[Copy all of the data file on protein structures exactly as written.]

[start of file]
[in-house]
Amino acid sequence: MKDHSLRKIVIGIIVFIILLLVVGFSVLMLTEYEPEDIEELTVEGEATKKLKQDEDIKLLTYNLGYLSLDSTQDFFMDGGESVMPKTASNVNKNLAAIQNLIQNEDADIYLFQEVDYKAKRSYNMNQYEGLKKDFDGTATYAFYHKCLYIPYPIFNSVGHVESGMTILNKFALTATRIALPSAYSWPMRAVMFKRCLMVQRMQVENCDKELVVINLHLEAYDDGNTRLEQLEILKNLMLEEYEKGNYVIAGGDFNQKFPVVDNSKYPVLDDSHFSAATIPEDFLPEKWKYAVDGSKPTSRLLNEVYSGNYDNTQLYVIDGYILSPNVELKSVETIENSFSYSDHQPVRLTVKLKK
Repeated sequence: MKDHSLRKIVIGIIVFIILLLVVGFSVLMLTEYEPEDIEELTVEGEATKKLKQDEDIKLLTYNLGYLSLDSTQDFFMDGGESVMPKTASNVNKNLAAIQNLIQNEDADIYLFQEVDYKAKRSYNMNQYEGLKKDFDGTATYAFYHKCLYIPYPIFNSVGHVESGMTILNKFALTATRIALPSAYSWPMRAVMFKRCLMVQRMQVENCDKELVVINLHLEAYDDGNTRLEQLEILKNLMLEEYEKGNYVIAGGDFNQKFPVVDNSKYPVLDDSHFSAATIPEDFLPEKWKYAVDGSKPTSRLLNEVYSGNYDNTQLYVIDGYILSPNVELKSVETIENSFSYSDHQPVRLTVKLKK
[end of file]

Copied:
[in-house]
Amino acid sequence: MKDHSLRKIVIGIIVFIILLLVVGFSVLMLTEYEPEDIEELTVEGEATKKLKQDEDIKLLTYNLGYLSLDSTQDFFMDGGESVMPKTASNVNKNLAAIQNLIQNEDADIYLFQEVDYKAKRSYNMNQYEGLKKDFDGTATYAFYHKCLYIPYPIFNSVGHVESGMTILNKFALTATRIALPSAYSWPMRAVMFKRCLMVQRMQVENCDKELVVINLHLEAYDDGNTRLEQLEILKNLMLEEYEKGNYVIAGGDFNQKFPVVDNSKYPVLDDSHFSAATIPEDFLPEKWKYAVDGSKPTSRLLNEVYSGNYDNTQLYVIDGYILSPNVELKSVETIENSFSYSDHQPVRLTVKLKK
Repeated sequence: MKDHSLRKIVIGIIVFIILLLVVGFSVLMLTEYEPEDIEELTVEGEATKKLKQDEDIKLLTYNLGYLSLDSTQDFFMDGGESVMPKTASNVNKNLAAIQNLIQNEDADIYLFQEVDYKAKRSYNMNQYEGLKKDFDGTATYAFYHKCLYIPYPIFNSVGHVESGMTILNKFALTATRIALPSAYSWPMRAVMFKRCLMVQRMQVENCDKELVVINLHLEAYDDGNTRLEQLEILKNLMLEEYEKGNYVIAGGDFNQKFPVVDNSKYPVLDDSHFSAATIPEDFLPEKWKYAVDGSKPTSRLLNEVYSGNYDNTQLYVIDGYILSPNVELKSVETIENSFSYSDHQPVRLTVKLKK